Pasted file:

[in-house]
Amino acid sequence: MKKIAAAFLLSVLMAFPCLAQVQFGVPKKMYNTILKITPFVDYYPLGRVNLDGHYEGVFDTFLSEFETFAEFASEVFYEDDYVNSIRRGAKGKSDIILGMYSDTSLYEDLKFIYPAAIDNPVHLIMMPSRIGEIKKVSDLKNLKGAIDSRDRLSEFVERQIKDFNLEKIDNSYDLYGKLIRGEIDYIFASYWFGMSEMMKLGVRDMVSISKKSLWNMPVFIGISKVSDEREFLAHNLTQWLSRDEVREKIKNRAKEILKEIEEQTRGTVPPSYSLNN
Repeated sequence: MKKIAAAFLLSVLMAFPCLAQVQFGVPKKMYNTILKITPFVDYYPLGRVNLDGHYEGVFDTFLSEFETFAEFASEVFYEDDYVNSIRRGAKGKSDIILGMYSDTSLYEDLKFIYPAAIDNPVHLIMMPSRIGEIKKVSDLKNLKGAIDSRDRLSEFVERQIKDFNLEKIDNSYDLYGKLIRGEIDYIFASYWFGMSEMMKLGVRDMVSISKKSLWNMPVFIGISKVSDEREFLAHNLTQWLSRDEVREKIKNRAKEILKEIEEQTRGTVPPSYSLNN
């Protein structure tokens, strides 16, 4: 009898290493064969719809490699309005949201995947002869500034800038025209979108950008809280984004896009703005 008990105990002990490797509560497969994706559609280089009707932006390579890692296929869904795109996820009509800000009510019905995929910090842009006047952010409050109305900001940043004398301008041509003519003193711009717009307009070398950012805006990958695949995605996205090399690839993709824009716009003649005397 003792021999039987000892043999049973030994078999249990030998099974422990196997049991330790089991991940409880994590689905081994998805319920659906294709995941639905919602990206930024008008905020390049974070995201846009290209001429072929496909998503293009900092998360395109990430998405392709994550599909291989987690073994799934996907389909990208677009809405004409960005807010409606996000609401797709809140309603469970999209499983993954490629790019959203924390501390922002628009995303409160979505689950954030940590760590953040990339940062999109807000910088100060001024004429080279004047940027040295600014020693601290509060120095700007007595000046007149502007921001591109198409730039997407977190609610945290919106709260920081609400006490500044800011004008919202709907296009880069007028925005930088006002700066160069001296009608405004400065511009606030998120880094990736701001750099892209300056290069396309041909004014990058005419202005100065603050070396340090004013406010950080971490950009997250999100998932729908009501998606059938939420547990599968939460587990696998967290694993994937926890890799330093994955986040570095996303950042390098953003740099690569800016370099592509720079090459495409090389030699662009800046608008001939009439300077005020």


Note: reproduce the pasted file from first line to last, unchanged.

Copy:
[in-house]
Amino acid sequence: MKKIAAAFLLSVLMAFPCLAQVQFGVPKKMYNTILKITPFVDYYPLGRVNLDGHYEGVFDTFLSEFETFAEFASEVFYEDDYVNSIRRGAKGKSDIILGMYSDTSLYEDLKFIYPAAIDNPVHLIMMPSRIGEIKKVSDLKNLKGAIDSRDRLSEFVERQIKDFNLEKIDNSYDLYGKLIRGEIDYIFASYWFGMSEMMKLGVRDMVSISKKSLWNMPVFIGISKVSDEREFLAHNLTQWLSRDEVREKIKNRAKEILKEIEEQTRGTVPPSYSLNN
Repeated sequence: MKKIAAAFLLSVLMAFPCLAQVQFGVPKKMYNTILKITPFVDYYPLGRVNLDGHYEGVFDTFLSEFETFAEFASEVFYEDDYVNSIRRGAKGKSDIILGMYSDTSLYEDLKFIYPAAIDNPVHLIMMPSRIGEIKKVSDLKNLKGAIDSRDRLSEFVERQIKDFNLEKIDNSYDLYGKLIRGEIDYIFASYWFGMSEMMKLGVRDMVSISKKSLWNMPVFIGISKVSDEREFLAHNLTQWLSRDEVREKIKNRAKEILKEIEEQTRGTVPPSYSLNN
């Protein structure tokens, strides 16, 4: 009898290493064969719809490699309005949201995947002869500034800038025209979108950008809280984004896009703005 008990105990002990490797509560497969994706559609280089009707932006390579890692296929869904795109996820009509800000009510019905995929910090842009006047952010409050109305900001940043004398301008041509003519003193711009717009307009070398950012805006990958695949995605996205090399690839993709824009716009003649005397 003792021999039987000892043999049973030994078999249990030998099974422990196997049991330790089991991940409880994590689905081994998805319920659906294709995941639905919602990206930024008008905020390049974070995201846009290209001429072929496909998503293009900092998360395109990430998405392709994550599909291989987690073994799934996907389909990208677009809405004409960005807010409606996000609401797709809140309603469970999209499983993954490629790019959203924390501390922002628009995303409160979505689950954030940590760590953040990339940062999109807000910088100060001024004429080279004047940027040295600014020693601290509060120095700007007595000046007149502007921001591109198409730039997407977190609610945290919106709260920081609400006490500044800011004008919202709907296009880069007028925005930088006002700066160069001296009608405004400065511009606030998120880094990736701001750099892209300056290069396309041909004014990058005419202005100065603050070396340090004013406010950080971490950009997250999100998932729908009501998606059938939420547990599968939460587990696998967290694993994937926890890799330093994955986040570095996303950042390098953003740099690569800016370099592509720079090459495409090389030699662009800046608008001939009439300077005020």